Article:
When your editor returns your manuscript, if he or she was worth the money, they’ll have pages of questions, hundreds of marks on the pages and annotations (thank heavens for Track Changes in Word). Most of all, they’ll hand you a plan on what is working in your story and you should keep or find a way to bring forward; and what you just need to cut. If what you need to cut is your baby, you’re going to need your last tool, the thick skin. It’s better to develop it now before you release your fresh smelling, cleaned up, nicely dressed manuscript to the world. However, not all editors are created equal. If it’s your publisher, and you’ve just been signed, and they clearly missed the point of your novel, and demand that you include either non-consensual BDSM or an abusive relationship between Grandpa Munster and a beautiful swan, then they are trying to sell it as a knock off in a market that doesn’t know how to do anything that hasn’t been done before. If you get it back from a publisher who has insisted you pre-purchase the print run on your books in under a week, it hasn’t been edited, it’ been proofread.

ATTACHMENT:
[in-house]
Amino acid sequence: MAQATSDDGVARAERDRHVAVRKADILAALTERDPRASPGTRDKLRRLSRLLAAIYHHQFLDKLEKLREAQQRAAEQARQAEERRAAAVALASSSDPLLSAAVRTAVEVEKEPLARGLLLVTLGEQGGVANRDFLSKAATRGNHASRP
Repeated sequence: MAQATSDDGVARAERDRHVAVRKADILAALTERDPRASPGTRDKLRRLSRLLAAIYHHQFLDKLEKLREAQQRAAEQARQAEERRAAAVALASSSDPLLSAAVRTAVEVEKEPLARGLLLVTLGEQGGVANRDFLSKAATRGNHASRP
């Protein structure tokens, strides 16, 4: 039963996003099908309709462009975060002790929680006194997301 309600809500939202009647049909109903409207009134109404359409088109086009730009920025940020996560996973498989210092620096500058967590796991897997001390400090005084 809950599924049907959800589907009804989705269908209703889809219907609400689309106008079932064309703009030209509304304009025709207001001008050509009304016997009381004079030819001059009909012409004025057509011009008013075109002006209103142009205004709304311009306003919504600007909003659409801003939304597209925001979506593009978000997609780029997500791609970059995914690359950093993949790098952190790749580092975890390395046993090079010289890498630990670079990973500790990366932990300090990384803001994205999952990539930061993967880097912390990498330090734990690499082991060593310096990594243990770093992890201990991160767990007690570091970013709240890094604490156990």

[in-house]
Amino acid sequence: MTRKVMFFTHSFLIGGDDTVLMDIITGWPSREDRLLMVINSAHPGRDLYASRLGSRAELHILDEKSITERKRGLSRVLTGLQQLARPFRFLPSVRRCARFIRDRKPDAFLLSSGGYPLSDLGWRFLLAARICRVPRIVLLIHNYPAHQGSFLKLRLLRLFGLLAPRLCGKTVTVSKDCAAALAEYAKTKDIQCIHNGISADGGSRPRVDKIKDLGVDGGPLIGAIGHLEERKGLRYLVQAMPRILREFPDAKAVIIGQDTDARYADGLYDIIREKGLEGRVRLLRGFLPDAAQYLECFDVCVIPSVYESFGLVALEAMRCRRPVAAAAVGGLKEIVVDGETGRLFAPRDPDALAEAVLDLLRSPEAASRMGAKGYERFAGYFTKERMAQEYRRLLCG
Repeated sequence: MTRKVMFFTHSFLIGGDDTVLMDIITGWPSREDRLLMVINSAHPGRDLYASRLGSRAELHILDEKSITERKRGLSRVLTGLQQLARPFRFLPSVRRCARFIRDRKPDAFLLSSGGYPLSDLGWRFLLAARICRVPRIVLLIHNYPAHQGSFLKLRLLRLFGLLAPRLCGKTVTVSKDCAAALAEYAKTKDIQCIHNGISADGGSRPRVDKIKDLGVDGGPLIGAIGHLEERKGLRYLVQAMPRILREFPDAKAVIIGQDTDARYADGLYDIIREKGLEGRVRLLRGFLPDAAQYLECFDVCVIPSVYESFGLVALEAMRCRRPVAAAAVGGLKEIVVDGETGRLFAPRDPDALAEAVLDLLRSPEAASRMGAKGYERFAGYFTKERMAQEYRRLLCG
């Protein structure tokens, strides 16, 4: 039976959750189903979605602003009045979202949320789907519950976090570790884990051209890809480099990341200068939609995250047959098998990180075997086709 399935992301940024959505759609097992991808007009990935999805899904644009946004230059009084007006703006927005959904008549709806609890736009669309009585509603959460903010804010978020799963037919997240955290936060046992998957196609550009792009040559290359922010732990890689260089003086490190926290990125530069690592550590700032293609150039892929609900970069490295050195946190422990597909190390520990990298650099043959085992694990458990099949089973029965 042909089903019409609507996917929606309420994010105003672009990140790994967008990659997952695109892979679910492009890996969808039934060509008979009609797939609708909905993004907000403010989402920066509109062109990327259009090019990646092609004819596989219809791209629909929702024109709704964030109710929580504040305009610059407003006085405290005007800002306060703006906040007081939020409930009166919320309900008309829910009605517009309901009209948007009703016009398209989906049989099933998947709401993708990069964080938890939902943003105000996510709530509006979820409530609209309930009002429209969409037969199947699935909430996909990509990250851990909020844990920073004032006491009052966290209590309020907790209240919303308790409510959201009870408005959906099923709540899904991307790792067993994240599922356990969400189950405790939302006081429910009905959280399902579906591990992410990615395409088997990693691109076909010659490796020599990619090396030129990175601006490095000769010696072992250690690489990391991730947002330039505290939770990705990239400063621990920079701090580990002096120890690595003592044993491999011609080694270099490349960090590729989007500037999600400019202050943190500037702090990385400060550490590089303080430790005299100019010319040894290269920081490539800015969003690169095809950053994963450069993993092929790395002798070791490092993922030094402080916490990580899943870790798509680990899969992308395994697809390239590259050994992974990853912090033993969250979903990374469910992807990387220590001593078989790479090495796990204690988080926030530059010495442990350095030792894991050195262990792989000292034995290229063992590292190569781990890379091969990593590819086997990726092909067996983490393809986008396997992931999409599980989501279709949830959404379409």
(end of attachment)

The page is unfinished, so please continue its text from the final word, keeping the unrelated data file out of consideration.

You can get a manuscript proofread online by Grammarly for free. The there are vanity presses. Treat them like they were John Wayne Gacy. Clowns are funny and cute, until they’re stuffing you in their crawlspace. For a vanity press, the customer isn’t the reader, it’s the author. They make their money from you. Publishing with them is like borrowing money from the mob. You’ll regret it. Take your editor’s advice. It’s not the holy Bible of revisions, but it informs you on what you need to change. You’ve just learned a lot about writing and how to make it not stink. Remember it for when you’re done with the edits and are ready to start on that second novel. Only Harper Lee can live on one novel. I’ve gone on long enough. I’ll tell you what to do with your polished manuscript next time.

Chris Burk is an independent author struggling to find the time to tell all the stories in his head before his inevitable death. His writing stinks.

One Comment

  1. Nathaniel Kaine says:

    Great Stuff!